Body number ten (B10) was a male aged 20-

30 years with a height of 5 feet 8 inches. This person has died from injuries to lungs and fractures of ribs, breast bone, shoulder blades resulting from assaulting with cubs on the chest and trunk. This is a case of homicide.

Body number eleven ( B11) was a male of 20-

25 years with a height of 5 feet 6 inches. This person has died from injury to lungs and fractures of ribs resulting from assaulting with clubs on the chest. This is a case of homicide.

Body number twelve (B12) was a male of 20-28 years of age with a height of 5 feet 7 inches.   This person has died from injury to lungs and fracture of ribs resulting from assaulting with clubs on the chest. This is a case of homicide.

Body number thirteen (B13) was a male aged 20-25 years with a height of 5 feet 4 inches. This person has died from injury to lungs with fracture of ribs and breast bone resulting from assaulting with clubs on chest. This is a case of homicide

Body number fourteen (B14) was male aged 25-35 years with a height of 5 feet 9 inches. This person has died from injury to brain and lungs with fractures of skull, breast bone, ribs and shoulder blades resulting from assaulting with clubs on head and chest. This is a case of homicide.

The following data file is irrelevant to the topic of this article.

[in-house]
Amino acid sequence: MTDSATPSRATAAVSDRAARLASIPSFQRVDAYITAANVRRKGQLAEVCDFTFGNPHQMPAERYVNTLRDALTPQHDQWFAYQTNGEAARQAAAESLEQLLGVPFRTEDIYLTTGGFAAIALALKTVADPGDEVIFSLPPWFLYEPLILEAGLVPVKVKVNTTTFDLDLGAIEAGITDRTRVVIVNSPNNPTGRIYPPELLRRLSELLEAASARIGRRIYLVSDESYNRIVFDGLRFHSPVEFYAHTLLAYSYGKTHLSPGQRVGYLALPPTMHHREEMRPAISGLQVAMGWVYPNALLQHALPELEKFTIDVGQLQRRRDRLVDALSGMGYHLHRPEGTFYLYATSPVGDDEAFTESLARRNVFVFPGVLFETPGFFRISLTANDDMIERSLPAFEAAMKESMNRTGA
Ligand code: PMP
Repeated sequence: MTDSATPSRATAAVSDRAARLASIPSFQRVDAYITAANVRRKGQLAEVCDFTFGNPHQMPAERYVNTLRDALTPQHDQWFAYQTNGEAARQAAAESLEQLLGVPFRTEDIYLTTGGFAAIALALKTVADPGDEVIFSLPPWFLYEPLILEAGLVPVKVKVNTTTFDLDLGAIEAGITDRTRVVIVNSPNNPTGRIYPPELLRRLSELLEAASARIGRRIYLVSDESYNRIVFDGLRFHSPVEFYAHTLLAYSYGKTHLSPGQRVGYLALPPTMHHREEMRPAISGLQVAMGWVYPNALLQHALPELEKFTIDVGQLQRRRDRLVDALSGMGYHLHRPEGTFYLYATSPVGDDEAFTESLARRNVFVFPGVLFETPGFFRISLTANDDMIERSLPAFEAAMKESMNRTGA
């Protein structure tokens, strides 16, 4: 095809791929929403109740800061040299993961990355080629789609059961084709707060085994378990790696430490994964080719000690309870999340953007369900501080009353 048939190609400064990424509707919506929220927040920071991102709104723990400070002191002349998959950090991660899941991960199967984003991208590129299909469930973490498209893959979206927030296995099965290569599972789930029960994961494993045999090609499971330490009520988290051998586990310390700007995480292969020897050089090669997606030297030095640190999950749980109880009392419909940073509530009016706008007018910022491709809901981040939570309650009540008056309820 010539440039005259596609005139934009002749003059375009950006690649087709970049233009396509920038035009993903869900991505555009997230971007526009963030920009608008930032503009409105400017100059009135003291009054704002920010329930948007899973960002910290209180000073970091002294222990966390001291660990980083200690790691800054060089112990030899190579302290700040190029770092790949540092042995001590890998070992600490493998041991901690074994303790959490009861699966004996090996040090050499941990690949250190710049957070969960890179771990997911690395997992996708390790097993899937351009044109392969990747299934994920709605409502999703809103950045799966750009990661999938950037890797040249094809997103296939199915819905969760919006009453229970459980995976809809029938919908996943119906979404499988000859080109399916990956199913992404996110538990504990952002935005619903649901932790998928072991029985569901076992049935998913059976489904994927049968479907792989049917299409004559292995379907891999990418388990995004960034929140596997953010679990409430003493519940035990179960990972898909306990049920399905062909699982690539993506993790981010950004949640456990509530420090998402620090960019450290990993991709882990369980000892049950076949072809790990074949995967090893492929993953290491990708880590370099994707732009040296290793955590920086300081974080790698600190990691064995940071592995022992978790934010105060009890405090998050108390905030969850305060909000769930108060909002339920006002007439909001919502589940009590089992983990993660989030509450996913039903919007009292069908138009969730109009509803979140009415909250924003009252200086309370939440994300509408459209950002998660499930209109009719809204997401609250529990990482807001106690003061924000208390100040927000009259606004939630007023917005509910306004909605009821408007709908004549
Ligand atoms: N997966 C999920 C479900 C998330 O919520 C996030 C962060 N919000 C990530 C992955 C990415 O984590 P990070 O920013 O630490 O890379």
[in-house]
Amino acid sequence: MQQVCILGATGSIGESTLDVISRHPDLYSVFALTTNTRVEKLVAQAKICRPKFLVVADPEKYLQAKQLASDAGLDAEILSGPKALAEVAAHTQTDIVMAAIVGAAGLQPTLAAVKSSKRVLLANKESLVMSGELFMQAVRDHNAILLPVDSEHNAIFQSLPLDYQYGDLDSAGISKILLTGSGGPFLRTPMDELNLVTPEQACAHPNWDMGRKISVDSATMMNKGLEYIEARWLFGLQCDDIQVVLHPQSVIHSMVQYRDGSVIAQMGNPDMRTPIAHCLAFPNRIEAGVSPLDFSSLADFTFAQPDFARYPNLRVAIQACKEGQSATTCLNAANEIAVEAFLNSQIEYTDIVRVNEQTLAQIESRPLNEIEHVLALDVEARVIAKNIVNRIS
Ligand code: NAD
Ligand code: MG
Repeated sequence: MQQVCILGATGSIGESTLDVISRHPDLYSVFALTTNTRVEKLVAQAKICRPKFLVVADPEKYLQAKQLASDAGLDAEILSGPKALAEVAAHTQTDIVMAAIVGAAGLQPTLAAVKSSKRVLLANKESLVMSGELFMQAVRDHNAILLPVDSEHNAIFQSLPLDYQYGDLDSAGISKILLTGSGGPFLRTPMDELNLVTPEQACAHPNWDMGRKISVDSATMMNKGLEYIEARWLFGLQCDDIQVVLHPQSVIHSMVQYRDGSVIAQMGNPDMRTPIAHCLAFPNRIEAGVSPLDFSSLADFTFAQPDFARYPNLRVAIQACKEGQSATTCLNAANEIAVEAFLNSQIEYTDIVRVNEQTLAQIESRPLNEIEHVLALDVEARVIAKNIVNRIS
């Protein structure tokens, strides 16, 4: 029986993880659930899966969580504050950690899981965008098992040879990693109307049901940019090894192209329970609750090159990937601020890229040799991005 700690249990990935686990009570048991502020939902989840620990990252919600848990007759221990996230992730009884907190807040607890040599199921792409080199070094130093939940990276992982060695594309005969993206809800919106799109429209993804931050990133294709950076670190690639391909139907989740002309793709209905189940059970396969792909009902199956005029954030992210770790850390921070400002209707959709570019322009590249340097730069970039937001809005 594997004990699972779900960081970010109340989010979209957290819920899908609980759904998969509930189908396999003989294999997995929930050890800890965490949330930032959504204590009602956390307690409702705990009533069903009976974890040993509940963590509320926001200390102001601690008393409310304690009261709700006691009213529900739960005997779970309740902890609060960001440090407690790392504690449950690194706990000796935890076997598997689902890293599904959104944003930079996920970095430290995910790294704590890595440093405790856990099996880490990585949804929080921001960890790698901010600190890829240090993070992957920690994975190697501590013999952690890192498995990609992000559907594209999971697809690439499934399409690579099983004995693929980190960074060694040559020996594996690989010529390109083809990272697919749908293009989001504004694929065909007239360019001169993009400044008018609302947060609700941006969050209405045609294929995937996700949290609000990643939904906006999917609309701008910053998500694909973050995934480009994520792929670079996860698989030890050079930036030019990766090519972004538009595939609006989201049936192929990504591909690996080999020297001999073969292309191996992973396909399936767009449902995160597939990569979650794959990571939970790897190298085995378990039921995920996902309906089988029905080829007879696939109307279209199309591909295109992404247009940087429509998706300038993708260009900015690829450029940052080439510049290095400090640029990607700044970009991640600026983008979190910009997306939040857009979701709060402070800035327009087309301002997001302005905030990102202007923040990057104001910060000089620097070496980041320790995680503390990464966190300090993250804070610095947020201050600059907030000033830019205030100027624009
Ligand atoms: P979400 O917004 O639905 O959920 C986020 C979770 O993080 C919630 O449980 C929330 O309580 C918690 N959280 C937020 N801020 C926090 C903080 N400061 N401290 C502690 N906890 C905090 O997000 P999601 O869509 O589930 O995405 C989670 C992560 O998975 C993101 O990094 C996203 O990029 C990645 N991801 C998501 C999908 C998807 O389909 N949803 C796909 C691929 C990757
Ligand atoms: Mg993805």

Body number 15 (B15) was a male aged 13-17 years.   The height of this person could not be determined. This person has died from injury to lungs with fractures of ribs resulting from assaulting with clubs on chest. This is a case of homicide.

Only body numbers 4 had cut injuries. The rest of the bodies had injuries due to assault with clubs except B3 and B9. None of the bodies had fire-arm injuries. B1 and B2 had clothes and other skeletons were nude or seminude.

There was agreement regarding the findings of the Chief Forensic Pathologist and the international observers except in body 9 (B9) where the foreign experts are of the view that there is evidence of tuberculosis of spine. The local Chief Forensic Pathologist agreed that the deceased to which the skeleton B9 belongs had tuberculosis.

Determination of individual specific identify

Specific identification of bodies from mass graves could only be done by comparing nuclear or mitochondrial DNA profiles from relations, since the bodies have been buried about three years prior to exhumation. The most successful results would be by studying mitochondrial DNA profiles.   Identification of clothes and artefacts may rarely be helpful in specific identity. Clothes were available only in the two bodies (B1 and B2) recovered in the pilot phase. The perpetrators have deliberately removed the clothes   from the rest of the bodies except in B15, where there was a kharky shirt.

The mitochondrial DNA profiles of the relations should be matched with the mitochondrial DNA profiles obtained from the bone and teeth of the skeletons after provisional identification.

Identification of male victims by mitochondrial DNA profiles

Venous blood and buccal scrapings will be obtained at later date in Jaffna from the maternal relations such as victims brothers, victim’s sister and her children, victim’s mother and her sisters and brothers and if living, victims’ grand mother and her

brothers and sisters in male victims for mitochondrial DNA profiling.

The DNA profiles of all the medical officers and the foreign observers who took part in the excavation and laboratory examination should also be done if the identification is to be established accurately according to international standards.

Identification of female victims by mitochondrial DNA profiles